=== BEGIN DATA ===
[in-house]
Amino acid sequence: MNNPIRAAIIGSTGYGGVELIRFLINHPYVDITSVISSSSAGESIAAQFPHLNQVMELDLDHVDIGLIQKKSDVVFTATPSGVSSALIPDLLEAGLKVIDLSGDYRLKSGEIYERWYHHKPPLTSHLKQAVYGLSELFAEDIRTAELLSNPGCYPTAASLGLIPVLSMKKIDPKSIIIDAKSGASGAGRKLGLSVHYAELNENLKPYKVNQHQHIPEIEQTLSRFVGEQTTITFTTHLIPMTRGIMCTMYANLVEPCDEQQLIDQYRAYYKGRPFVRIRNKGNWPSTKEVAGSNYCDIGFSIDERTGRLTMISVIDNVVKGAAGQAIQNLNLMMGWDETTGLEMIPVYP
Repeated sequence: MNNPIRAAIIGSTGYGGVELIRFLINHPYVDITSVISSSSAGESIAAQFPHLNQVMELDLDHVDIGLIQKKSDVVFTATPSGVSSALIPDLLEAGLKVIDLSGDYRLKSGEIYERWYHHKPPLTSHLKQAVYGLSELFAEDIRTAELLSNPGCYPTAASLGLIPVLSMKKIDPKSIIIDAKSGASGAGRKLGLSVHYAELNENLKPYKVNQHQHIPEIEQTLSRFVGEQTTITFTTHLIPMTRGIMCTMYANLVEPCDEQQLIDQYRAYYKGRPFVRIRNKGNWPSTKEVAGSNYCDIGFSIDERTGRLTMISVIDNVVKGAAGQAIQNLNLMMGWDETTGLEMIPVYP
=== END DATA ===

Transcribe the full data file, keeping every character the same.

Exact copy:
[in-house]
Amino acid sequence: MNNPIRAAIIGSTGYGGVELIRFLINHPYVDITSVISSSSAGESIAAQFPHLNQVMELDLDHVDIGLIQKKSDVVFTATPSGVSSALIPDLLEAGLKVIDLSGDYRLKSGEIYERWYHHKPPLTSHLKQAVYGLSELFAEDIRTAELLSNPGCYPTAASLGLIPVLSMKKIDPKSIIIDAKSGASGAGRKLGLSVHYAELNENLKPYKVNQHQHIPEIEQTLSRFVGEQTTITFTTHLIPMTRGIMCTMYANLVEPCDEQQLIDQYRAYYKGRPFVRIRNKGNWPSTKEVAGSNYCDIGFSIDERTGRLTMISVIDNVVKGAAGQAIQNLNLMMGWDETTGLEMIPVYP
Repeated sequence: MNNPIRAAIIGSTGYGGVELIRFLINHPYVDITSVISSSSAGESIAAQFPHLNQVMELDLDHVDIGLIQKKSDVVFTATPSGVSSALIPDLLEAGLKVIDLSGDYRLKSGEIYERWYHHKPPLTSHLKQAVYGLSELFAEDIRTAELLSNPGCYPTAASLGLIPVLSMKKIDPKSIIIDAKSGASGAGRKLGLSVHYAELNENLKPYKVNQHQHIPEIEQTLSRFVGEQTTITFTTHLIPMTRGIMCTMYANLVEPCDEQQLIDQYRAYYKGRPFVRIRNKGNWPSTKEVAGSNYCDIGFSIDERTGRLTMISVIDNVVKGAAGQAIQNLNLMMGWDETTGLEMIPVYP